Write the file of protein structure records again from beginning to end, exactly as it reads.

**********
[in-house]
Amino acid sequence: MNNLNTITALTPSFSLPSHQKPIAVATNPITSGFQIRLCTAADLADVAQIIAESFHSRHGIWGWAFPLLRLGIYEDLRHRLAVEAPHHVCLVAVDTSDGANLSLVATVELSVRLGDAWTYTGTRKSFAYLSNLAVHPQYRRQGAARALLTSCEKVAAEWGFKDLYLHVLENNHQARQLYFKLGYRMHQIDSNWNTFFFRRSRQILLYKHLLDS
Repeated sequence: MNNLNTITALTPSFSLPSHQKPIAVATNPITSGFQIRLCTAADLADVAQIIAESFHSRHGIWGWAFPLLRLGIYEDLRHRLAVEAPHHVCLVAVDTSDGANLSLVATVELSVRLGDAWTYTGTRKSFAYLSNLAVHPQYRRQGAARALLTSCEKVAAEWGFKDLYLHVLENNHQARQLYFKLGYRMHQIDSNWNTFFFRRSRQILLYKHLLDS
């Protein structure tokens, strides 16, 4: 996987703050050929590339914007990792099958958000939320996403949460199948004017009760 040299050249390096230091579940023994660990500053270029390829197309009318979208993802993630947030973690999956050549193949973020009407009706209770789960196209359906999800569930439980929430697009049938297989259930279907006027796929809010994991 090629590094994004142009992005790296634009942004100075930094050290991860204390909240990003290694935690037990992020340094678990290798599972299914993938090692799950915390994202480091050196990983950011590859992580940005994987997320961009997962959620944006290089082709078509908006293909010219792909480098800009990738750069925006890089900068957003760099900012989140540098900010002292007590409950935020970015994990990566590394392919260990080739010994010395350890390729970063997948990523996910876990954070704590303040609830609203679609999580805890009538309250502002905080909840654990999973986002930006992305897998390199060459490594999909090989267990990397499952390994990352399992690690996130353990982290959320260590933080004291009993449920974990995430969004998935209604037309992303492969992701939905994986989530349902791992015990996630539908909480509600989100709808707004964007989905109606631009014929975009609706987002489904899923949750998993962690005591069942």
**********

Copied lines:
[in-house]
Amino acid sequence: MNNLNTITALTPSFSLPSHQKPIAVATNPITSGFQIRLCTAADLADVAQIIAESFHSRHGIWGWAFPLLRLGIYEDLRHRLAVEAPHHVCLVAVDTSDGANLSLVATVELSVRLGDAWTYTGTRKSFAYLSNLAVHPQYRRQGAARALLTSCEKVAAEWGFKDLYLHVLENNHQARQLYFKLGYRMHQIDSNWNTFFFRRSRQILLYKHLLDS
Repeated sequence: MNNLNTITALTPSFSLPSHQKPIAVATNPITSGFQIRLCTAADLADVAQIIAESFHSRHGIWGWAFPLLRLGIYEDLRHRLAVEAPHHVCLVAVDTSDGANLSLVATVELSVRLGDAWTYTGTRKSFAYLSNLAVHPQYRRQGAARALLTSCEKVAAEWGFKDLYLHVLENNHQARQLYFKLGYRMHQIDSNWNTFFFRRSRQILLYKHLLDS
């Protein structure tokens, strides 16, 4: 996987703050050929590339914007990792099958958000939320996403949460199948004017009760 040299050249390096230091579940023994660990500053270029390829197309009318979208993802993630947030973690999956050549193949973020009407009706209770789960196209359906999800569930439980929430697009049938297989259930279907006027796929809010994991 090629590094994004142009992005790296634009942004100075930094050290991860204390909240990003290694935690037990992020340094678990290798599972299914993938090692799950915390994202480091050196990983950011590859992580940005994987997320961009997962959620944006290089082709078509908006293909010219792909480098800009990738750069925006890089900068957003760099900012989140540098900010002292007590409950935020970015994990990566590394392919260990080739010994010395350890390729970063997948990523996910876990954070704590303040609830609203679609999580805890009538309250502002905080909840654990999973986002930006992305897998390199060459490594999909090989267990990397499952390994990352399992690690996130353990982290959320260590933080004291009993449920974990995430969004998935209604037309992303492969992701939905994986989530349902791992015990996630539908909480509600989100709808707004964007989905109606631009014929975009609706987002489904899923949750998993962690005591069942």